Grade 4 classes participate in SnowSchool on the slopes of Shafer Butte. The following is a post and pictures shared on the fourth grade classroom blogs by our teachersMs. Fitzharris and Ms. Smackey:

We began the winter session of our Outdoor Program with a layer of fresh snow on the slopes of Shafer Butte. Outdoor Education Director, Mr. Brock, had visited our students earlier this week to discuss the importance of layering during outdoor adventures. Much of what the students learn during these trips in fourth grade will serve them well when they spend several consecutive days and nights outside in the wintery mountains as Middle and High School students.

The fourth grade broke up into three groups to learn how to strap on snowshoes in order to navigate the terrain without getting stuck in the drifts of snow. Each group was led by a member of the Bogus Basin SnowSchool staff. These field instructors took their respective groups off into the woods to learn about hydrology –  the branch of science concerned with the properties of the earth’s water, especially its movement in relation to land.

The students conducted experiments to discover the powerful insulating effect of a snowpack as well as to explore the significance of the Boise River watershed on which life depends. The team accompanied by Ms. Smackey hypothesized the temperature at the bottom and top of a snow pit they dug using collapsable shovels, viewed snowflakes under a giant hand lens, and tried to determine which animal had left fresh tracks in the snow. They also cruised down slopes on their bellies like otters and were even given the chance to enjoy the inside of a five-person igloo! Each team worked independently, then met back at the Cross Country Lodge for lunch. The gorgeous weather and blue skies made for a terrific day of learning about winter ecology while enjoying the best of our Idaho winter.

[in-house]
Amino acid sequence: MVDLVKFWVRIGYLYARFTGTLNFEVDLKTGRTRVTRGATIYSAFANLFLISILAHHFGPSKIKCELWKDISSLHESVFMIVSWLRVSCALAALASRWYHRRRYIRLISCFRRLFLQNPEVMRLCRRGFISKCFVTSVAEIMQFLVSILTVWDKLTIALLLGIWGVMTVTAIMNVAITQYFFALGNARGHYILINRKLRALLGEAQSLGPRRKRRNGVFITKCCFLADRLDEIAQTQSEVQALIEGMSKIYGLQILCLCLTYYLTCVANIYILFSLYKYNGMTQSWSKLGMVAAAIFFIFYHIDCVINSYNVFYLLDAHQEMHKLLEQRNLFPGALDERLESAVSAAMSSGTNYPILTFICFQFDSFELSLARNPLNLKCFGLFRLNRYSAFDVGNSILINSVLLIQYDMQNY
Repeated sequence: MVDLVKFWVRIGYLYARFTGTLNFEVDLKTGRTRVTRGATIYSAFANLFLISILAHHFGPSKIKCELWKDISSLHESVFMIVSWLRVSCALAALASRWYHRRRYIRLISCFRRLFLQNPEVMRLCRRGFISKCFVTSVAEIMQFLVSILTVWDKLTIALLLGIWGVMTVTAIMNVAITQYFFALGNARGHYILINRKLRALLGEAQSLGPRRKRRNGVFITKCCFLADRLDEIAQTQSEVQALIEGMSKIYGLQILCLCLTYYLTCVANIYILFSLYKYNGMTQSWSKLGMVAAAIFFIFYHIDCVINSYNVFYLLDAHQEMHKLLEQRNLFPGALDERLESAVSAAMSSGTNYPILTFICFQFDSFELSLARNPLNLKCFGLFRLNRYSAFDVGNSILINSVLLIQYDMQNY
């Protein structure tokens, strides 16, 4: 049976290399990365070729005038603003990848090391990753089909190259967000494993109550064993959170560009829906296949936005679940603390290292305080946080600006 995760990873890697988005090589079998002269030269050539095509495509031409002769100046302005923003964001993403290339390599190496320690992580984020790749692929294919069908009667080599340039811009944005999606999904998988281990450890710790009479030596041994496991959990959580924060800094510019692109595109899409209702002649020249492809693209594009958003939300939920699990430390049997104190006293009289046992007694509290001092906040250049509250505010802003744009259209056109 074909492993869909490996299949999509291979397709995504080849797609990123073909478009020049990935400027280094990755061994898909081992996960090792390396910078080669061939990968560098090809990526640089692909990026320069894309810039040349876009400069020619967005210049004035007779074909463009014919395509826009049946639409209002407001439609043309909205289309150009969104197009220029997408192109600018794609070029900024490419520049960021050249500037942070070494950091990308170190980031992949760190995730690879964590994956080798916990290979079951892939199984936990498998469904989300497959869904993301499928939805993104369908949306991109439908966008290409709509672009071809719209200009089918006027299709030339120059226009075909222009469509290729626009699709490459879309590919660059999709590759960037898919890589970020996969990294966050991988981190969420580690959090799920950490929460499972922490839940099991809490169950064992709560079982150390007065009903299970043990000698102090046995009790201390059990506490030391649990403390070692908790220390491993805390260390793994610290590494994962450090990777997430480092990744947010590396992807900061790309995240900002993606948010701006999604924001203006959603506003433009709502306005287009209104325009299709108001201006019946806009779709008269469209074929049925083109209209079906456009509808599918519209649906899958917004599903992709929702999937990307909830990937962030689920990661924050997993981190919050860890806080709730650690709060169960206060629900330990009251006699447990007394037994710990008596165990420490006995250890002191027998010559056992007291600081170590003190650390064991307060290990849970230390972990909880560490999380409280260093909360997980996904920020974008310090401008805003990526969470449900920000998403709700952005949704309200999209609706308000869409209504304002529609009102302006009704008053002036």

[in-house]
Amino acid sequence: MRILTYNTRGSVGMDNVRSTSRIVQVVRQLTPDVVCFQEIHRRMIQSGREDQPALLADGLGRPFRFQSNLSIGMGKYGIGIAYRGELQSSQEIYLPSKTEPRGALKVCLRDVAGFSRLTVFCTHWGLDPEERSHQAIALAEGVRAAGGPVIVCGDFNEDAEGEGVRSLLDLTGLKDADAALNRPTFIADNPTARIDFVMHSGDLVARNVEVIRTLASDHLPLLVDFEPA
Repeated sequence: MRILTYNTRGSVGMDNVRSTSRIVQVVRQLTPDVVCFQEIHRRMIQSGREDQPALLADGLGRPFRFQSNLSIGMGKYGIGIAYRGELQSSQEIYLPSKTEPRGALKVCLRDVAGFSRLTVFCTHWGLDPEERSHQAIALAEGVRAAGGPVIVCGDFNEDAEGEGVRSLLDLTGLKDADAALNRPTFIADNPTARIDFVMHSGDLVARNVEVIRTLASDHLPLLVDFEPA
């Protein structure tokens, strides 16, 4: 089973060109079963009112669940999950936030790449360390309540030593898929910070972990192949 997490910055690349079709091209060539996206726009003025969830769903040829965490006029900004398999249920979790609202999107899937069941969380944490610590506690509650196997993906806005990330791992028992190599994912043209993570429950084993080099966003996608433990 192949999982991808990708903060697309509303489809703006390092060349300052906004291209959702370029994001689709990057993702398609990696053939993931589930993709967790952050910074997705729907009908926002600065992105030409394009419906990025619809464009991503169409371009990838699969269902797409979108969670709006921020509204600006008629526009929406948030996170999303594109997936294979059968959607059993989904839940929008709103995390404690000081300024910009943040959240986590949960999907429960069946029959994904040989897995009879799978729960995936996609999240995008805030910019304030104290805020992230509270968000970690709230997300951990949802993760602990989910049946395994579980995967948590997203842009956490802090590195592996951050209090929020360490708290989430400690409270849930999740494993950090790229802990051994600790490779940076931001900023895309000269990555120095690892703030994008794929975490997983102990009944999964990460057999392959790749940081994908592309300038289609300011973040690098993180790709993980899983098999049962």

Exploring Magnetism and Electricity with Micron

By | Academic Excellence, IB | No Comments

Earlier this week, employees from Micron Technology visited our Grade 3 classrooms to teach students about magnetism and electricity in relation to their current Unit of Inquiry, “How the World Works.”

Using hands-on activities, our third graders explored how people use investigations, tools, evidence, and knowledge to learn and explain how magnetism and electricity work. Students rotated through four stations: 1) Static Electricity, 2) Magnets, 3) Circuits, and 4) Lemon Batteries. The class was able to experiment with materials such as volt meters, D-cells, bulbs, motors, magnets, lemons, balloons, pie plates and even a Barbie doll in order to explore the properties of magnetic materials and how various components interact to create electricity.

Following the visit from Micron, students drew electric circuits and discussed the challenges of manufacturing an invention using these drawings. This led everyone to learn more about schematic drawings. Using the first draft of their electric circuits, they edited their drawings into more professional ones and found it easier to share their creations with one another.

Both third grade teachers, Mrs. Wallace and Ms. Stewart, were thrilled to use the topic of electricity to develop critical thinking skills and warned parents not to be surprised if their student asks for electric components or a Van De Graaff generator to play with at home! The classrooms will be moving forward to focus on experimenting with insulators, conductors, and reading a bit about Michael Faraday, whose discoveries in the 1700s helped pave the way for the invention of the electric motor.

Thank you to the Micron volunteers for sharing their love of science with our students!